The Central Park Conservancy, in partnership with National Geographic, kicked off their 20th Annual Central Park Conservancy Film Festival on Tuesday, August 15th with a screening of National Geographic’s The Space Race.
A pre-screening reception took place across the street at Central Park’s premier restaurant, The Tavern Green, just right across the street where the screening would later take place in Sheep Meadow. Among the guests in attendance were directors Lisa Cortés and Diego Hurtado de Mendoza, along with NASA astronaut Leland Melvin, who not only shared his insights and experiences in the film, but also served as one of the doc’s producers. Enjoying a selection of charcuterie and small bites, along with a pasta bar and a wine bar, guests mingled as a jazz band played in the back.
Attendees were then directed to head over to Sheep Meadow to a private viewing area to watch The Space Race on an inflatable screen. Each guest received a National Geographic swag bag with a waterproof blanket and a selection of sustainable and plant-based snacks to enjoy during the film.
The Space Race, which made its official premiere at the Tribeca Festival back in June, was an eye-opening deep-dive into the history of Black Americans in NASA, and the unjust barriers they had to overcome that, ultimately, prevented some trailblazers, such as Captain Ed Dwight, from taking part in our country’s earliest space missions. Yet, it came with much satisfaction to hear everyone cheer for Nichelle Nichols (who passed away in July of last year) as the film featured a PSA in which the Star Trek star spoke to everyone, including “minorities and women alike,” to apply to NASA. “Now is YOUR time,” she said, giving the brilliant minds she had already inspired as Lt. Nyota Uhura the push they needed to shoot for their dreams.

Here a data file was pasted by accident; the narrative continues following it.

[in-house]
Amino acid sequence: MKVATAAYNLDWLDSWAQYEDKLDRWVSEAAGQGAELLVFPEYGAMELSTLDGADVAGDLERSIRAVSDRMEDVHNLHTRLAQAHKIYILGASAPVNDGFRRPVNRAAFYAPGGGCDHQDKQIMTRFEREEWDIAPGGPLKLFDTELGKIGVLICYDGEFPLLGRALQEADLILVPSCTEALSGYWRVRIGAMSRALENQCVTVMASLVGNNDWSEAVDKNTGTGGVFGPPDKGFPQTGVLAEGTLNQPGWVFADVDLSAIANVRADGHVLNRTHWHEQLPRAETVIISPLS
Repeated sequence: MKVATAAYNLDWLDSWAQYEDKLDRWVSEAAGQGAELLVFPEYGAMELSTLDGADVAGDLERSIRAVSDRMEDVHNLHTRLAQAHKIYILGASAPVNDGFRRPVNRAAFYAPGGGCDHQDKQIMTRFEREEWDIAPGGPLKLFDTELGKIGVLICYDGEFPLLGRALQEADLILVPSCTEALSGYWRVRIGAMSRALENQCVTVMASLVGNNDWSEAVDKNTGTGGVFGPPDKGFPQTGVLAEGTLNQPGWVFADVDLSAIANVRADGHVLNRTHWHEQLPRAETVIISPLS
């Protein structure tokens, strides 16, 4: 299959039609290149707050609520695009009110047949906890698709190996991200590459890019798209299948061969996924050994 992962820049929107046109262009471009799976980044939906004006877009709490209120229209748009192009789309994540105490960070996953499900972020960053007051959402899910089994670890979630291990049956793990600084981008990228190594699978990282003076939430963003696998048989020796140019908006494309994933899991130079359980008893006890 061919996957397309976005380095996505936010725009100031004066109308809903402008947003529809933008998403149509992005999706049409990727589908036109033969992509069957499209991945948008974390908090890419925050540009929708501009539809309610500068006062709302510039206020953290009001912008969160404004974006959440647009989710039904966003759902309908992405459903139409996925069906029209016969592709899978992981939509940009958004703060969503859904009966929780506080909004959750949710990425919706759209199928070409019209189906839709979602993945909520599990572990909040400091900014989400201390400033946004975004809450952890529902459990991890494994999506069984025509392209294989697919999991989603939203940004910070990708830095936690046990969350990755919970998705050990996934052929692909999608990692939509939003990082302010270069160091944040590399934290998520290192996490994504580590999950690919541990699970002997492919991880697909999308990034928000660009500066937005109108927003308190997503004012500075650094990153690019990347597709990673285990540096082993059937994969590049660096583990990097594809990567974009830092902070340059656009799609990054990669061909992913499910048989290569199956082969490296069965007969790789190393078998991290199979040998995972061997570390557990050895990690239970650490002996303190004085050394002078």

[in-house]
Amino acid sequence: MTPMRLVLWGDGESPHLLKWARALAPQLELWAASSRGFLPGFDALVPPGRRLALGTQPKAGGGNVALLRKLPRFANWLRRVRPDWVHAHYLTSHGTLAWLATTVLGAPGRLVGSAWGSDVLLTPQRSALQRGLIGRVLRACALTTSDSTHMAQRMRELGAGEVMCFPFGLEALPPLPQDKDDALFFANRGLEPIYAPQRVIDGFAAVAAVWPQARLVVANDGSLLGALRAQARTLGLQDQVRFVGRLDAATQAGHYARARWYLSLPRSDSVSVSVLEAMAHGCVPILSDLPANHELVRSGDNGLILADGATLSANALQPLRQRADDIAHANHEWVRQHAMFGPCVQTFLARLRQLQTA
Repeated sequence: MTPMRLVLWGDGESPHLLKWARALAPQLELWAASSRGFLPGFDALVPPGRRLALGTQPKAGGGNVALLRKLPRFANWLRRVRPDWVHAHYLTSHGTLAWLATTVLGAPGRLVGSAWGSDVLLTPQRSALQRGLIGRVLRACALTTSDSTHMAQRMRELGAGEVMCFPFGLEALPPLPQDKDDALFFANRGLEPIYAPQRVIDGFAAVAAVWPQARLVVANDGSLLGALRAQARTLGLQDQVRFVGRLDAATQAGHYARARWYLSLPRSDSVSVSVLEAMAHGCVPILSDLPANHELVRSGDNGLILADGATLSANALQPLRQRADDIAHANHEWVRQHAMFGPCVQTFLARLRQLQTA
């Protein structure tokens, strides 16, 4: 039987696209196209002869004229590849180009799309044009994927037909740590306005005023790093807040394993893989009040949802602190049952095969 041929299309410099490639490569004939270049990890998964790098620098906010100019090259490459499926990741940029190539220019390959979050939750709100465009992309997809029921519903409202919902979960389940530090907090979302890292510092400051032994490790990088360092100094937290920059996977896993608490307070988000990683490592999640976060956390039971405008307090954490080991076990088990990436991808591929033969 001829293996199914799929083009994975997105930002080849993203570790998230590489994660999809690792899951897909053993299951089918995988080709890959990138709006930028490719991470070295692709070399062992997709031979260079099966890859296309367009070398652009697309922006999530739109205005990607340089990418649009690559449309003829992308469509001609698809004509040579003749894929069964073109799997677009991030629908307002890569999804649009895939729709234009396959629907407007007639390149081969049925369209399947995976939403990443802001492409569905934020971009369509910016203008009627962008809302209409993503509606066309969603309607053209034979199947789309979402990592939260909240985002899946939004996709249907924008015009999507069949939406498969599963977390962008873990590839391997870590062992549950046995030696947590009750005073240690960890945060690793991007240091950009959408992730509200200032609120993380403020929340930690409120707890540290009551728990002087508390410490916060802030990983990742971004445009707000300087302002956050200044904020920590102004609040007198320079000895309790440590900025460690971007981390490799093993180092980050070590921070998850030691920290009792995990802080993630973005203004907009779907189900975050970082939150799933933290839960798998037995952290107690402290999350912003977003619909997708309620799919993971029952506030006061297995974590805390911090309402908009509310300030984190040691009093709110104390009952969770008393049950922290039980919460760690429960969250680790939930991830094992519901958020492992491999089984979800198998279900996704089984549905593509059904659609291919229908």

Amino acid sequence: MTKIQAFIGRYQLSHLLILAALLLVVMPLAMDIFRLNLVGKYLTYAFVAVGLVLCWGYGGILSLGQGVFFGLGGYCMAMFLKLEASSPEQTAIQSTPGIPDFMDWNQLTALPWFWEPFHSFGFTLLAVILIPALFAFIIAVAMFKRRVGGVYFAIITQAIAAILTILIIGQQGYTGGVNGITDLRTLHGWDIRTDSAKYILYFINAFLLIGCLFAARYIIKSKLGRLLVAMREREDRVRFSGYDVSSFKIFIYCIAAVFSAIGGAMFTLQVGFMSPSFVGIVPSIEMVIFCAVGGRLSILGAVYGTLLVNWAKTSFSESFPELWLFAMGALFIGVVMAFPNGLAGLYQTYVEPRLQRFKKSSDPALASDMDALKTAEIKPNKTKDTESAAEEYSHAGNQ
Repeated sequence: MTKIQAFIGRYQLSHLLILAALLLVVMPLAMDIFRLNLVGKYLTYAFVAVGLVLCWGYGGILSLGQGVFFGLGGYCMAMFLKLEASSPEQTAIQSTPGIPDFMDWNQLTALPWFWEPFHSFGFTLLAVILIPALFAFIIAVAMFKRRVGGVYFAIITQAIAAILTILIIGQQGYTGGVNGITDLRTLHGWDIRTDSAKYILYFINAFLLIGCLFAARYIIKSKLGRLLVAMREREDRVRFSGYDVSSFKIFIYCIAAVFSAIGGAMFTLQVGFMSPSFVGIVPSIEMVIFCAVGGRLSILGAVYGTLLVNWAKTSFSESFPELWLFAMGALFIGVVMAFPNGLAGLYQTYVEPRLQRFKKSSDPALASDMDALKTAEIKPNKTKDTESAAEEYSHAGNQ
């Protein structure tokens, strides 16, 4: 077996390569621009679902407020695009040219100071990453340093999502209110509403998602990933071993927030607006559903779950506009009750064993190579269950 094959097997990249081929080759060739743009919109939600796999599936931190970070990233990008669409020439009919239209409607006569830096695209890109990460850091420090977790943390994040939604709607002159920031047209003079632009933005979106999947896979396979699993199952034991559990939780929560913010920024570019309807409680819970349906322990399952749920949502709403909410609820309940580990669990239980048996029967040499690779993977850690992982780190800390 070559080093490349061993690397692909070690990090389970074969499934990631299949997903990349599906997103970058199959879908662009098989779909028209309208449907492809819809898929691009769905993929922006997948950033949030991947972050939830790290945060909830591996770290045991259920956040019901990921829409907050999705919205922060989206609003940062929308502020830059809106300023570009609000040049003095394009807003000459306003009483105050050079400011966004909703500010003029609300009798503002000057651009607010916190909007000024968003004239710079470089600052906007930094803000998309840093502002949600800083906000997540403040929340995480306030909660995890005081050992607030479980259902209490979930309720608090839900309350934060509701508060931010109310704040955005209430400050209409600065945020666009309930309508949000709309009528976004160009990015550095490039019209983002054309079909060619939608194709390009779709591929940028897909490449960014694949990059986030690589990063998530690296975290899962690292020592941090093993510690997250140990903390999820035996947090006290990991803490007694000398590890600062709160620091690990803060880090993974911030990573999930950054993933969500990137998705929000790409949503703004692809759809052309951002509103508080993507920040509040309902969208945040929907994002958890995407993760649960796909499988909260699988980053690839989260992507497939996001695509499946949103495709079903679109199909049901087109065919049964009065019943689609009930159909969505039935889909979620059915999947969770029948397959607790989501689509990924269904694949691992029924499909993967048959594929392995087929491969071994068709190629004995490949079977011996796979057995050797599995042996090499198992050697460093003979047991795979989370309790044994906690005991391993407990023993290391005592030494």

Thanks to a documentary like The Space Race, every Black astronaut who answered that call, and those who paved the way for them to find their place in NASA, now have their legacy cemented in the stars—where future astronauts can look up to them in awe.